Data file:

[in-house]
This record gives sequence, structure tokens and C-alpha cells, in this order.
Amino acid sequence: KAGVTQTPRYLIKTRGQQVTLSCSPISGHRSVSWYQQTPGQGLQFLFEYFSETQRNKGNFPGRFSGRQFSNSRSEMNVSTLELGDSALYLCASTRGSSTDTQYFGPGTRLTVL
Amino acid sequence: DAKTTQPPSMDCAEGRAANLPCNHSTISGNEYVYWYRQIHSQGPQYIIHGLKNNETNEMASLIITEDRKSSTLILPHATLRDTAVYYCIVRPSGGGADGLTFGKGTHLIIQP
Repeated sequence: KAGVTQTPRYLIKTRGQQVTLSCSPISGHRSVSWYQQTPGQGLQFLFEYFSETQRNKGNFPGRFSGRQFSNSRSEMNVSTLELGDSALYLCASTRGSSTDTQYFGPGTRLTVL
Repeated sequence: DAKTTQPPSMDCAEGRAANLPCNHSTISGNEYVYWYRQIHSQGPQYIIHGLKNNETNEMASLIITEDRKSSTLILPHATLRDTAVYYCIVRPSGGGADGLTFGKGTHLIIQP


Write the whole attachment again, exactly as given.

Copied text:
[in-house]
This record gives sequence, structure tokens and C-alpha cells, in this order.
Amino acid sequence: KAGVTQTPRYLIKTRGQQVTLSCSPISGHRSVSWYQQTPGQGLQFLFEYFSETQRNKGNFPGRFSGRQFSNSRSEMNVSTLELGDSALYLCASTRGSSTDTQYFGPGTRLTVL
Amino acid sequence: DAKTTQPPSMDCAEGRAANLPCNHSTISGNEYVYWYRQIHSQGPQYIIHGLKNNETNEMASLIITEDRKSSTLILPHATLRDTAVYYCIVRPSGGGADGLTFGKGTHLIIQP
Repeated sequence: KAGVTQTPRYLIKTRGQQVTLSCSPISGHRSVSWYQQTPGQGLQFLFEYFSETQRNKGNFPGRFSGRQFSNSRSEMNVSTLELGDSALYLCASTRGSSTDTQYFGPGTRLTVL
Repeated sequence: DAKTTQPPSMDCAEGRAANLPCNHSTISGNEYVYWYRQIHSQGPQYIIHGLKNNETNEMASLIITEDRKSSTLILPHATLRDTAVYYCIVRPSGGGADGLTFGKGTHLIIQP